15 Comments

  1. Spot on observations RJ, and so glad to see you digesting your travels with such wisdom.

  2. Leif says:

    Hey Juno, I know what it’s like to have family that doesn’t understand. My grandma is Korean and she thinks I’m a Pabo! 🙂 They still support me though. I travel to learn as well. But I think the main reason why I travel is to meet people. I love meeting everyone, from other backpackers to homeless people.

  3. Born27 says:

    I travel to learn as well. But I think the main reason why I travel is to meet people.

  4. I recently wrote about finding purpose in my upcoming adventures. It is a great topic to reflect on and should be done often because our reasons change because our experiences change us.

  5. Michael says:

    Well said. Every time I’m asked this question, I look at them blankly and not even sure how to answer it. Sometimes I don’t even know if there’s any purpose to what I do and all I know is that I like to travel. There have been times I wanted to give up this life style but then something amazing happens and it’s a quick reminder in why I’m doing this.

  6. Jessica Wray says:

    Though I’ve been living in Korea for a year and a half now, your posts help me understand so much more about the culture. Like in this one, you talk about how you thought foreigners can’t possibly understand Korean culture before traveling. I can get so frustrated with the way my co-teachers talk to me, like I’m helpless sometimes, because I’m foriegn. Other times, I get frustrated when they don’t ever seem to ask me about my culture or what it is like where I’m from. This post really helps me understand why. And when you know why things are the way they are, its easier to accept. Thanks Juno, you’ve brought a great perspective to blogging!

    • Juno says:

      Hey Jessica, thanks for your words. Great to know that my post helped me understand my own people. Asia is such an extraordinary world; they always think they are the underdogs, and minors. It is true, sometimes not, but that’s why people are over-modest and rude. It would take a long time to be ‘globalize’ in Asia. Well, they used to be Kingdoms 🙂 But yes, sometimes we just have to except the way the things are.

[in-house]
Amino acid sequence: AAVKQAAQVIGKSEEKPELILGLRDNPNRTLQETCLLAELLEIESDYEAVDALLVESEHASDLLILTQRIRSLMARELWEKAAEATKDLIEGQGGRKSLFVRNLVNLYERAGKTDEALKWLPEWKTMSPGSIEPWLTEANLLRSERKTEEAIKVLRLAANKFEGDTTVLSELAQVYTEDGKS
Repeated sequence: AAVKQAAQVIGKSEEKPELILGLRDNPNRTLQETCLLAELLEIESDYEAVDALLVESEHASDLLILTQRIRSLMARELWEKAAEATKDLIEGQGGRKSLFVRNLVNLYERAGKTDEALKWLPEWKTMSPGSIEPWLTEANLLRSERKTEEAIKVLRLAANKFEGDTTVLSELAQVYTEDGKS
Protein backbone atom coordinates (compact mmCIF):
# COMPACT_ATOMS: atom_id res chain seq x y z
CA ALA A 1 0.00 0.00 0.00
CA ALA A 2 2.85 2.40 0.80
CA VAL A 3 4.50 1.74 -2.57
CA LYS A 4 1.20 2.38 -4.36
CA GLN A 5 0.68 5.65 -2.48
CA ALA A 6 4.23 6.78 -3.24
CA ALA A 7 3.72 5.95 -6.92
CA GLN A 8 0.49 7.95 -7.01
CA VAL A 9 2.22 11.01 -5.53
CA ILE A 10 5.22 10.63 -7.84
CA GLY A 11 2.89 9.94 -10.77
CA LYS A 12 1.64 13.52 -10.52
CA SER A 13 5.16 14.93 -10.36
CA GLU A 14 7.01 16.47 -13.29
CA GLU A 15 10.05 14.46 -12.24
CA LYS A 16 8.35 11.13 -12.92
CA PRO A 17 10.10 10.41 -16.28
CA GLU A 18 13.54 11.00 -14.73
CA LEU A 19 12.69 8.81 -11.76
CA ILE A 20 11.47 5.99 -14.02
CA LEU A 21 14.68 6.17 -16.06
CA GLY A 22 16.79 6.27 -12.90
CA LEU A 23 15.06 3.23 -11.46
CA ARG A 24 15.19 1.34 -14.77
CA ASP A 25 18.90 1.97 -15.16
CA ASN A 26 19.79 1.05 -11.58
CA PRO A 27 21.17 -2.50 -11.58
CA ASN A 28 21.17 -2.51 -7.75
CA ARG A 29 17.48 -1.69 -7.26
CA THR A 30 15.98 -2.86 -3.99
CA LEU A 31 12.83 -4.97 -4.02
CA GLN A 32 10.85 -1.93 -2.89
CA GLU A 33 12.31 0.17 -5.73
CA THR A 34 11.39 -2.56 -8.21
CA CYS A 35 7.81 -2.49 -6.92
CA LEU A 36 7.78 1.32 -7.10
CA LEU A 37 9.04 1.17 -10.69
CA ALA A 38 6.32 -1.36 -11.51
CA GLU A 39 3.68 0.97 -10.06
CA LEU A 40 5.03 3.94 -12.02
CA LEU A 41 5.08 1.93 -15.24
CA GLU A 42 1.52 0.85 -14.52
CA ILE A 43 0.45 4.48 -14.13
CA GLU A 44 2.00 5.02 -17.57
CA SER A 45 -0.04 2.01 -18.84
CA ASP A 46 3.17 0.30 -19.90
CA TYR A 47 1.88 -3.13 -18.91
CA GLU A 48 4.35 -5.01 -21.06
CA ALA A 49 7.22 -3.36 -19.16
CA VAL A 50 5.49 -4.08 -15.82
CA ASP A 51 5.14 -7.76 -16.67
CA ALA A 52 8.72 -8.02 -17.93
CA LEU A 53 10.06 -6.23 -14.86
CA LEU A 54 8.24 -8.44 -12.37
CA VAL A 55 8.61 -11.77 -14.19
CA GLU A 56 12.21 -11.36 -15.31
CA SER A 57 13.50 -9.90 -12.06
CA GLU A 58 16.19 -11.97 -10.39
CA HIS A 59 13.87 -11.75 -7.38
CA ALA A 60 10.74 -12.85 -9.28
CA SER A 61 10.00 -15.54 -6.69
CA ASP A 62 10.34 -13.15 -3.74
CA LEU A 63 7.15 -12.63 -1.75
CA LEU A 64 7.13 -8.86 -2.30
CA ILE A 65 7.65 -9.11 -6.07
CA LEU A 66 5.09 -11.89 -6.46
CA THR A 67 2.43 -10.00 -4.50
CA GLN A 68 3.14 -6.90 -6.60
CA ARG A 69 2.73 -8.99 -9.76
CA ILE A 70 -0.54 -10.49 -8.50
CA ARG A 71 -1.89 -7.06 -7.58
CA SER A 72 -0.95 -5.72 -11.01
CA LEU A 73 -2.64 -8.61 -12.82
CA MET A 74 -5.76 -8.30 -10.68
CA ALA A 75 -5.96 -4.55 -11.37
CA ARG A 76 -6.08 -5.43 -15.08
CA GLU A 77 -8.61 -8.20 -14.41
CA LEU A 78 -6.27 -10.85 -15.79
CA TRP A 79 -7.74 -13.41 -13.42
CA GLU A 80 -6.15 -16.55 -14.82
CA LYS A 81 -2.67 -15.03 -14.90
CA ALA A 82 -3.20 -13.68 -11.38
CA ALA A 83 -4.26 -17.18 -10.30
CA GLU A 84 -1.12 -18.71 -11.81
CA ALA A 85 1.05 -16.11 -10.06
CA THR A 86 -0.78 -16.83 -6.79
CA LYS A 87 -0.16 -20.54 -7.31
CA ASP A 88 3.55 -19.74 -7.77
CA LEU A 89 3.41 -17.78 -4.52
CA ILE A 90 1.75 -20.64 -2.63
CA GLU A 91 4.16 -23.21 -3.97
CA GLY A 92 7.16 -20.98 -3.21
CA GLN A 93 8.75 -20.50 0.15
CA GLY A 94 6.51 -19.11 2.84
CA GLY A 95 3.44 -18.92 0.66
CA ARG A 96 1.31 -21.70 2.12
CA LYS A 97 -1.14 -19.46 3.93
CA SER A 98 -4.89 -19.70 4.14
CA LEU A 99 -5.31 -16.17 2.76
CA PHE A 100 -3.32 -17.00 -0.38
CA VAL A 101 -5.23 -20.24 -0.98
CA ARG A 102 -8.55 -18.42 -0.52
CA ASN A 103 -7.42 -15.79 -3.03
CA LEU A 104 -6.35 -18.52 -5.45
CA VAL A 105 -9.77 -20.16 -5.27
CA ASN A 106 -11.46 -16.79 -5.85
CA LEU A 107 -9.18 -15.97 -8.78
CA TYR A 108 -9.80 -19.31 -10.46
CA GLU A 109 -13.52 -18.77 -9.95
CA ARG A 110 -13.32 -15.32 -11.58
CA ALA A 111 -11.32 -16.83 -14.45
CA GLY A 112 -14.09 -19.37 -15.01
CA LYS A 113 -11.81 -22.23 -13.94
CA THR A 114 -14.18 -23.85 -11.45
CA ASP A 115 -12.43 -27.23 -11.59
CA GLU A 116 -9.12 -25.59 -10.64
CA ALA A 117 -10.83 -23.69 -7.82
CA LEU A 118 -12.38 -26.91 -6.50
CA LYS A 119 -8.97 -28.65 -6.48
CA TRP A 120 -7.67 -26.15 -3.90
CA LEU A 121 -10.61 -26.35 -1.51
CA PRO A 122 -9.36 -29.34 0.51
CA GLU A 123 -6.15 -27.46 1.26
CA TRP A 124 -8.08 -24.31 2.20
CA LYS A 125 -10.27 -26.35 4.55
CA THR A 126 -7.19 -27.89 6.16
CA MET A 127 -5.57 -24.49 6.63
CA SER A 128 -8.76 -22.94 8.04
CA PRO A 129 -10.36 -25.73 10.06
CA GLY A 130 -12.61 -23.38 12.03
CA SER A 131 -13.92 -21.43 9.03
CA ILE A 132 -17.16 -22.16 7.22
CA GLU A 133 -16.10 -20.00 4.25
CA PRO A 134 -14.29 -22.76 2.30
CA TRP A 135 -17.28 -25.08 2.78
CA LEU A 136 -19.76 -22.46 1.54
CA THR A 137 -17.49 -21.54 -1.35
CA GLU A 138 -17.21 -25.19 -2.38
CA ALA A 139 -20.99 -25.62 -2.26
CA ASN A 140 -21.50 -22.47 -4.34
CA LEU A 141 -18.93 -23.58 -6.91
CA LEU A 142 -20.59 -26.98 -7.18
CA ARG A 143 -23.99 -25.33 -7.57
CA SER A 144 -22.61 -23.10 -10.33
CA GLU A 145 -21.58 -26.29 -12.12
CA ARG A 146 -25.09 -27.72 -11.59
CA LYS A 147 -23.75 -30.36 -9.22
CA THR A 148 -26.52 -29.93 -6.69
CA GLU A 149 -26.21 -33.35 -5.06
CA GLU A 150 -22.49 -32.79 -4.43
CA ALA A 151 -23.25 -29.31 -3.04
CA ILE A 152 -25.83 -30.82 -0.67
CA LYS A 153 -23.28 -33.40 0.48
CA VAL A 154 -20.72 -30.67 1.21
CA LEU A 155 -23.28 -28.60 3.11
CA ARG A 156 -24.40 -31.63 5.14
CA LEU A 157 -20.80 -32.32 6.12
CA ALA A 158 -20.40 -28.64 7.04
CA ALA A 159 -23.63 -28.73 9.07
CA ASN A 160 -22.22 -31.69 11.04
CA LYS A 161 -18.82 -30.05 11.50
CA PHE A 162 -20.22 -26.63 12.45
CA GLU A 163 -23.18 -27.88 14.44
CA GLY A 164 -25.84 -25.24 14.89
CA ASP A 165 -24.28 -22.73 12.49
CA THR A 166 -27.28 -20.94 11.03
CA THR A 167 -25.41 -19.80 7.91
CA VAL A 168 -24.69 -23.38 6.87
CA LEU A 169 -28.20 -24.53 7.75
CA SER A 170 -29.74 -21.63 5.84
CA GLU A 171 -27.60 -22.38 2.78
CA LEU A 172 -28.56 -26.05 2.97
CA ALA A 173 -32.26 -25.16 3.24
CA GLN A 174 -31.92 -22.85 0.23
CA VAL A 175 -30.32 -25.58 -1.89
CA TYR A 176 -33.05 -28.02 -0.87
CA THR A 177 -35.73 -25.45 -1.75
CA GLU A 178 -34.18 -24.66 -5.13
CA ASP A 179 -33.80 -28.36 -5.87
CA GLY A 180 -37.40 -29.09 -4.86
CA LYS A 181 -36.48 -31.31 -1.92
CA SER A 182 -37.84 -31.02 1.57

7. Lizzie says:

    Great post with some fascinating observations. One of the main purposes of my blog is to question WHY people travel, and I think you have hit the nail on the head. I’m sure many people would agree with you – I certainly do! 🙂

  8. I could think of many reasons why I travel; learn how others live, experience new cultures and foods and get away from the familiary. I think the main reason why I travel though, is that its the only time that I really live in the moment. When I am “home” (wherever that is!) I am thinking in the past, or planning the future. When I travel I am in the now.

  9. Great post Juno….I’ve learned more from travel or from the people that do, than I ever did in a classroom.

  10. I often wonder about this and why I travel. Like you, I am fascinated byt the way people live in the world. We do an interview series with people we meet where we ask questions like ‘If you had a superpower, what would it be?’ and ‘When were you happiest?’. The answers reveal so many similarities and differences across cultures. I think that kind of encapsulates why I travel.

  11. Ryan says:

    Hi Juno,
    Elegantly stated and well-put; I really enjoyed reading this post. All too often people seem to focus merely on cultural differences and tend to discount similarities. Travelling should certainly be about both learning and connecting; one without the other seems to me to be incomplete. In any case, I think your observations are wonderful and I’m sure the question you have posed will get us all thinking a little deeper about our own motives for travelling.

    Cheers from Canada,
    Ryan

  12. […] Traveling makes me stronger and wiser, and I like it. I’m in love with the joy of discovery: similarities and differences. Just like engineers go to the office everyday to work on their career, I travel for my […]

  13. Janeta says:

    what makes me travel? Because of my curiosity of what is going on in other countries. Like yourself, I like to observe, compare and contrast in whatever that catches my eyes and ears. Thank you for your generous sharing of information.